PAUL STAINTON: There’s some garbage on there.
JOHN ELWORTHY: It’s garbage. And people feel that there’s no control on it.
PAUL STAINTON: Vitriolic garbage in some cases.
JOHN ELWORTHY: But Twitter, because there have been some very notable prosecutions about people tweeting comments, and we’ve lost journalists in our industry who’ve tweeted inappropriate tweets. Because when you tweet as a journalist, you’re not just an individual. You cannot differentiate between whoever you are, whether it’s me John Elworthy or you Paul Stainton. If you tweet, you have a responsibility to the company that you work for.
PAUL STAINTON: You have to be careful. I have to be very careful what I say.
JOHN ELWORTHY: But it’s interesting, this morning, listening to how social media is affecting everything. There were some very powerful commentators talking about the demise of Darwin Airlines in Cambridge, and a lot of the blame being attached to was the fact they didn’t advertise but it was a fact that they didn’t have a social media presence. So most organisations these days have to have what we call a multi-platform approach.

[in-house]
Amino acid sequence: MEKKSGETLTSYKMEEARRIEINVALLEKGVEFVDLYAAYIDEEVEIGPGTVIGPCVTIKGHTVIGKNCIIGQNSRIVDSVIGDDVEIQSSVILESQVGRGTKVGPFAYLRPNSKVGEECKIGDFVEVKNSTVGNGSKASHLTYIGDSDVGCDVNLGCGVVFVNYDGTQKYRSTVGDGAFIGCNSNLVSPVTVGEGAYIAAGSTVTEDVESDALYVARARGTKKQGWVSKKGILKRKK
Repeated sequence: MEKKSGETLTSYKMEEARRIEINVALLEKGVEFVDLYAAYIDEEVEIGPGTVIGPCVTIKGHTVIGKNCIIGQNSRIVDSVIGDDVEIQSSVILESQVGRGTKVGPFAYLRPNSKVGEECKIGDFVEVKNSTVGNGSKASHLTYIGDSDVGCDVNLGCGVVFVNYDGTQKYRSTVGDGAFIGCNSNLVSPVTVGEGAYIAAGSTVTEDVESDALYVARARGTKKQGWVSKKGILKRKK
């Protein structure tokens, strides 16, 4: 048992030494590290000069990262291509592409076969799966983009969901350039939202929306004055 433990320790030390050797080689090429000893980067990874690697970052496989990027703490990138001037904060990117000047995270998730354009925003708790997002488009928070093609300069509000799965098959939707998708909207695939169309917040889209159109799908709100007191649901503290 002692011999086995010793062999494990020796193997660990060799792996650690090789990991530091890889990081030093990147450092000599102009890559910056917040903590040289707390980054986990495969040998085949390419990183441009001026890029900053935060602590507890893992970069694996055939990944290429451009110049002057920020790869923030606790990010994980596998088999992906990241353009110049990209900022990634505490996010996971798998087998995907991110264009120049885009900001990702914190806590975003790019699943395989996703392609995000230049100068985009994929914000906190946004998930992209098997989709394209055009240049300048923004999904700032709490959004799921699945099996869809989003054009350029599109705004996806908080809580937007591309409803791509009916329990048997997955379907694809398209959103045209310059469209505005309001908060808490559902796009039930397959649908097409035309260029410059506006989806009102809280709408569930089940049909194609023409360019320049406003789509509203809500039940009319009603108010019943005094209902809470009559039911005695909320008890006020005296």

PAUL STAINTON: Critical, isn’t it?
JOHN ELWORTHY: We have to engage on webs. We have to engage in print. We have to engage on an audience. It’s an audience that we’re seeking to attract. Because the more and the bigger the audience you attract, the more credibility it lends itself to the newspaper.
PAUL STAINTON: Finally John, do you hanker after the old days, the banging of the machines, the cigarettes, the whisky? Wasn’t there something more pure about working in a paper back then?
JOHN ELWORTHY: No no no. Paul, that’s a load of nonsense. I like the greater scope that this gives us. I like ..
PAUL STAINTON: I was building a picture there John.
JOHN ELWORTHY: Yes but it’s history. It’s gone. Let’s live in the present, and let’s live in the future.
PAUL STAINTON: Move on.
JOHN ELWORTHY: Move on.
PAUL STAINTON: We must John. We’ve got to leave it there. Sorry, we’ve got to move on. John Elworthy, who’s the Editor of the Cambridgeshire Times, Wisbech Standard and Ely Standard. He talks well, doesn’t he? He’ll talk all day if you let him. Bless him. He’s bought the t-shirt though. He’s been there. He’s seen it all, from the typewriters, the cigarettes and the dark rooms, writing the stories, the little glass of whisky, to today, where we’ve got to move on says John. We’ve got to accept change. There’s one thing about change. It’s inevitable. You’ve got to accept it. If you don’t accept it, you end up like King Canute.